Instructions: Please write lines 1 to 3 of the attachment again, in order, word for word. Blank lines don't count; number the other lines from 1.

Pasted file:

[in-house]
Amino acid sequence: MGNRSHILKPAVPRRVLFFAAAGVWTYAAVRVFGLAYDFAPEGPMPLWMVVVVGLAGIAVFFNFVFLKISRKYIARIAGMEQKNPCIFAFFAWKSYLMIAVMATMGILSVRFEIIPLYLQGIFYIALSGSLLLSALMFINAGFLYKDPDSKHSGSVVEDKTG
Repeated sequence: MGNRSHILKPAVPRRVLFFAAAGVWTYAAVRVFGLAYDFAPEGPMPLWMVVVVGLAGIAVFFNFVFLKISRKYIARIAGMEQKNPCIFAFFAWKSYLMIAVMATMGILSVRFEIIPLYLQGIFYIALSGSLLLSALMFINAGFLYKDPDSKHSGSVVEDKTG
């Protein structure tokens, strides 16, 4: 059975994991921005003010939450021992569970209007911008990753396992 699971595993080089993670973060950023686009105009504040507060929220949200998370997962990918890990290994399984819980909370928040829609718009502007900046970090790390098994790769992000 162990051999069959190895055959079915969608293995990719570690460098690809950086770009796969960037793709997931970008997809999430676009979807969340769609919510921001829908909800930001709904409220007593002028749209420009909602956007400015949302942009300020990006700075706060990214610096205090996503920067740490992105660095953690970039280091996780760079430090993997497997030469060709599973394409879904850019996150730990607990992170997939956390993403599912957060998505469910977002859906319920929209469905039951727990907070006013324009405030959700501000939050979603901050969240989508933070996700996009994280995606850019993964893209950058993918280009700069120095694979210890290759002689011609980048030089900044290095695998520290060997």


[in-house]
Amino acid sequence: MGNRSHILKPAVPRRVLFFAAAGVWTYAAVRVFGLAYDFAPEGPMPLWMVVVVGLAGIAVFFNFVFLKISRKYIARIAGMEQKNPCIFAFFAWKSYLMIAVMATMGILSVRFEIIPLYLQGIFYIALSGSLLLSALMFINAGFLYKDPDSKHSGSVVEDKTG
Repeated sequence: MGNRSHILKPAVPRRVLFFAAAGVWTYAAVRVFGLAYDFAPEGPMPLWMVVVVGLAGIAVFFNFVFLKISRKYIARIAGMEQKNPCIFAFFAWKSYLMIAVMATMGILSVRFEIIPLYLQGIFYIALSGSLLLSALMFINAGFLYKDPDSKHSGSVVEDKTG